Psychosis (Part 3: Cycle)
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Psychosis (Part 3: Cycle)

The story closes the spiral.

Psychosis (Part 3: Cycle)
Will Ellis


Why him?

Why not me?

Why can I not bring myself to topple him?

Kill the king.

Take the throne.

“How did you find me?” I mumble nigh incoherently after gasping and choking on my own saliva.

Joey snorts. “You really think I don’t know where you go every time you run off? You’re my little brother. I know everything about you. Now come on. I have to show you something.”

“What?” I manage to get out before he yanks me away. Back through the halls I find myself wandering. His hand on my arm is light, almost non-existent, but I feel it. The autumn breeze has cooled his hand, and the cold ghost of his touch is comforting. We reach the window from whence I originally entered, and he motions for me to go through first. I carefully squeeze through again, and I see him stay behind.

“What are you doing?” I ask.

“Well, I think I’m just a tad too big to get through that window. I’ll get out the way I came. You just go around back. I know you keep a bike there. Wait for me there,” he says with a bright smile. I don’t understand how he’s so cheery all the time. He’s been through the worst anyone could. After all—

Suddenly, pain. Images flash through my head. My dream rushes around me with the ferocity of a vengeful tornado. Purple blades pierce my throat, and vomit threatens to rise again. The pictures appear faster and with more clarity, like a flipbook speeding up. I see a child surrounded by murky black crying. He is kneeling before bistre brown, and the black is pulling on him, shrieking at him to get away. It manifests individually in a black form of the crone, and the child begins to fade into the crowd. He is thrashing and flailing about, but it is useless. He will be swallowed. I know it. For a brief second, I question how exactly I know it, but it is answered as I see the boy’s face for a brief second. It is begging, pleading, raging, mourning. It is confused and scared. It is dripping with tears from eyes that, as soon as they meet mine, burn with a hate-filled rage. And he screams one last time. Although I cannot hear it, the message is clear:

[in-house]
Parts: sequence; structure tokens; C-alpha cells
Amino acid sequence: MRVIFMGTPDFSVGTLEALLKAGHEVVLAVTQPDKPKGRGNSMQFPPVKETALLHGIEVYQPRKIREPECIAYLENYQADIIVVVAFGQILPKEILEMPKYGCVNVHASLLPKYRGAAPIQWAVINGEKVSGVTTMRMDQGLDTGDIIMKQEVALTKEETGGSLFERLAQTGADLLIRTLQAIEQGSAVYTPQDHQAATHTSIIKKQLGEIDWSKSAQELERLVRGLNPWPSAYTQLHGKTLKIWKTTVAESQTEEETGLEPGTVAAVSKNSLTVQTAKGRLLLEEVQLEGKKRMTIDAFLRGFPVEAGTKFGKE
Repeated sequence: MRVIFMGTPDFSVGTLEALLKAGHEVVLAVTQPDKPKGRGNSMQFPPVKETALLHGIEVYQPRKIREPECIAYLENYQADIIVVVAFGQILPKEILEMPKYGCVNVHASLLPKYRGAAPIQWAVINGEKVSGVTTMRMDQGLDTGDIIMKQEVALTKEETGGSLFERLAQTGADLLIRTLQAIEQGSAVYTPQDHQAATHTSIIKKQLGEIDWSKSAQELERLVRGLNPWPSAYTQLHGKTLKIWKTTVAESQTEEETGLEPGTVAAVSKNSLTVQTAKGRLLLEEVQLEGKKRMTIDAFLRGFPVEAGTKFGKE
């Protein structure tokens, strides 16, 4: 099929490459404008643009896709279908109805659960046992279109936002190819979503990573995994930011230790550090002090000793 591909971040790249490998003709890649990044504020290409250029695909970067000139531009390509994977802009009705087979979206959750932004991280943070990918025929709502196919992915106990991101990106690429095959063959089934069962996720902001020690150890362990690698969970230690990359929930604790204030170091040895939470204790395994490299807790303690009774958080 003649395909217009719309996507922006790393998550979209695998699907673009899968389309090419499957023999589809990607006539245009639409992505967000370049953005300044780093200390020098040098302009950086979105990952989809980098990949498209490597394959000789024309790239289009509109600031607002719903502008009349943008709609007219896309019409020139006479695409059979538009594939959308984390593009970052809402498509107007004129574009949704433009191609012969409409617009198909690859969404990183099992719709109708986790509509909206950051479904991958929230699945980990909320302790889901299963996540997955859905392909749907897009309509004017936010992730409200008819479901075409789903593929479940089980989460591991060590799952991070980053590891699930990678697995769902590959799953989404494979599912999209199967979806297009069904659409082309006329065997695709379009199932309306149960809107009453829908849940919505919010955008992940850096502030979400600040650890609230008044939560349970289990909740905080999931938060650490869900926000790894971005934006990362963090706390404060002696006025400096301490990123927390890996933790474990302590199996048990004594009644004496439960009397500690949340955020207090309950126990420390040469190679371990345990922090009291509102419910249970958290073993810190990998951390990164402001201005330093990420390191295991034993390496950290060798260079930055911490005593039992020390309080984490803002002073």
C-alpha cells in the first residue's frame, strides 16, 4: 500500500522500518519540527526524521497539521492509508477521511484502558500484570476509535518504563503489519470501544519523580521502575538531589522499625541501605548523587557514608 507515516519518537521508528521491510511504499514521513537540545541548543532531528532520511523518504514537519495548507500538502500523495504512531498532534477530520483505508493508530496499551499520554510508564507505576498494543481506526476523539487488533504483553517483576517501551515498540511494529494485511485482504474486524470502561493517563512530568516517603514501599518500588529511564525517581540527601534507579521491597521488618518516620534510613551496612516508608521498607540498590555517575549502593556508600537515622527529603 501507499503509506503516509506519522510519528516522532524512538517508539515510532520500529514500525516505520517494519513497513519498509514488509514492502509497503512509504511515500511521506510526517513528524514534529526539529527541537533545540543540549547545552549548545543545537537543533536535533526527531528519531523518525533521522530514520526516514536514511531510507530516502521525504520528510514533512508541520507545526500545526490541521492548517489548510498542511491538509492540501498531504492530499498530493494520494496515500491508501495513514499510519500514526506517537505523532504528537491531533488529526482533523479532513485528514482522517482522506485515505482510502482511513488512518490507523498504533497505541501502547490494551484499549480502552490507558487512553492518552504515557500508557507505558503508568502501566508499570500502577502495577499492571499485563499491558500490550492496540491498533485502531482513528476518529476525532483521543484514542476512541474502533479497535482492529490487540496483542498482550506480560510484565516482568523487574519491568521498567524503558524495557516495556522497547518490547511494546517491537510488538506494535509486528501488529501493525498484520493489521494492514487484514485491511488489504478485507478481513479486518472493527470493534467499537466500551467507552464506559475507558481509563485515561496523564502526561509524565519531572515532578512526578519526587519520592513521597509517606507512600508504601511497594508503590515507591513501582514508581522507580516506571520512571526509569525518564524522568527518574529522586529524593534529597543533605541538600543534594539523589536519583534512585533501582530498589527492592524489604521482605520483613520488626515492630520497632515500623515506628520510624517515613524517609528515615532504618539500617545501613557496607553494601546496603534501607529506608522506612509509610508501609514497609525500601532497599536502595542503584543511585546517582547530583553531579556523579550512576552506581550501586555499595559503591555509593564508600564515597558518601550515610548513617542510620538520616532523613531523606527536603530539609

Your fault.

And I wake once more with a gasp. I hug my jacket close to my body as another frigid gust blows past. Slowly, I trudge my way to the back of the Psych Center. There, I find Joey waiting, leaning back on my rusted, old bike. I usually keep it here for times I need to return home quickly.

“Hop on, bud. You’re driving for once.”

“Where are we going?” I say as I clamber onto the bike. Joey takes a gentle seat on the metal seat post on the back.

“It’s a surprise I’ve been meaning to show you for a while. I’ll just fire off directions while you ride. Now get going!”

I sigh. I’m not in the mood for surprises, especially not after my little incident, but it’s always been wasted breath to argue with Joey. You somehow find yourself agreeing with him by the time he’s done with his little spiels.

“Cut across those dead trees there,” Joey instructs. “Alright, now just ride past this soccer field and hang a right. Careful, it’s bumpy.”

The directions continue on for the next hour and a half. I’m already a weak person, so just carrying myself that far would have tired me out. Combining Joey, I feel breathless by the time we reached our destination. Incidentally, that also happens to the middle of nowhere. I can see a excavator in the distance.

“Alright, bud. We’re walking from here.”

“What if my bike gets stolen?”

“Nobody would want to steal that scrapheap you call a bike. Besides, no biggie anyway. I can just call a cab or something.” To demonstrate, he dangles a phone in front of me.

“Whatever. Let’s just go,” I say sullenly. Something about this trip of Joey’s doesn’t feel right. I have an inexplicable itching in my chest, telling me to run away as fast as I can. But I ignore it and continue to follow my brother.